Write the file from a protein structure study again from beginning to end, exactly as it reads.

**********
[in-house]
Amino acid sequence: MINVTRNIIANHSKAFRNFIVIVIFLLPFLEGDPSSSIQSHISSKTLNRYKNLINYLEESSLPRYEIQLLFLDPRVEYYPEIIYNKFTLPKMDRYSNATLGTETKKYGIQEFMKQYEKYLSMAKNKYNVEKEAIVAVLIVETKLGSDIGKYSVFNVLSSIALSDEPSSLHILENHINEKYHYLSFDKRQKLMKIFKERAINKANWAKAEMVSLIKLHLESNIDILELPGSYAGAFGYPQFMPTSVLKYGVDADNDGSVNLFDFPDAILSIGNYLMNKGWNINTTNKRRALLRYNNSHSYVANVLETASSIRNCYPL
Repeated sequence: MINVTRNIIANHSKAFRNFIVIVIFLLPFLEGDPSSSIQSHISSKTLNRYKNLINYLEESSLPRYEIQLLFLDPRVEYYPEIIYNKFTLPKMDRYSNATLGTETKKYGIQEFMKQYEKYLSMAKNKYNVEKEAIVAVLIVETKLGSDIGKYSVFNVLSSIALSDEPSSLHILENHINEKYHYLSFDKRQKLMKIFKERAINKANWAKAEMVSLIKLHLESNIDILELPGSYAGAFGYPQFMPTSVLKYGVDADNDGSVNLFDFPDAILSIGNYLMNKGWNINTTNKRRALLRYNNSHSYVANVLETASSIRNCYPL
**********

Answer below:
[in-house]
Amino acid sequence: MINVTRNIIANHSKAFRNFIVIVIFLLPFLEGDPSSSIQSHISSKTLNRYKNLINYLEESSLPRYEIQLLFLDPRVEYYPEIIYNKFTLPKMDRYSNATLGTETKKYGIQEFMKQYEKYLSMAKNKYNVEKEAIVAVLIVETKLGSDIGKYSVFNVLSSIALSDEPSSLHILENHINEKYHYLSFDKRQKLMKIFKERAINKANWAKAEMVSLIKLHLESNIDILELPGSYAGAFGYPQFMPTSVLKYGVDADNDGSVNLFDFPDAILSIGNYLMNKGWNINTTNKRRALLRYNNSHSYVANVLETASSIRNCYPL
Repeated sequence: MINVTRNIIANHSKAFRNFIVIVIFLLPFLEGDPSSSIQSHISSKTLNRYKNLINYLEESSLPRYEIQLLFLDPRVEYYPEIIYNKFTLPKMDRYSNATLGTETKKYGIQEFMKQYEKYLSMAKNKYNVEKEAIVAVLIVETKLGSDIGKYSVFNVLSSIALSDEPSSLHILENHINEKYHYLSFDKRQKLMKIFKERAINKANWAKAEMVSLIKLHLESNIDILELPGSYAGAFGYPQFMPTSVLKYGVDADNDGSVNLFDFPDAILSIGNYLMNKGWNINTTNKRRALLRYNNSHSYVANVLETASSIRNCYPL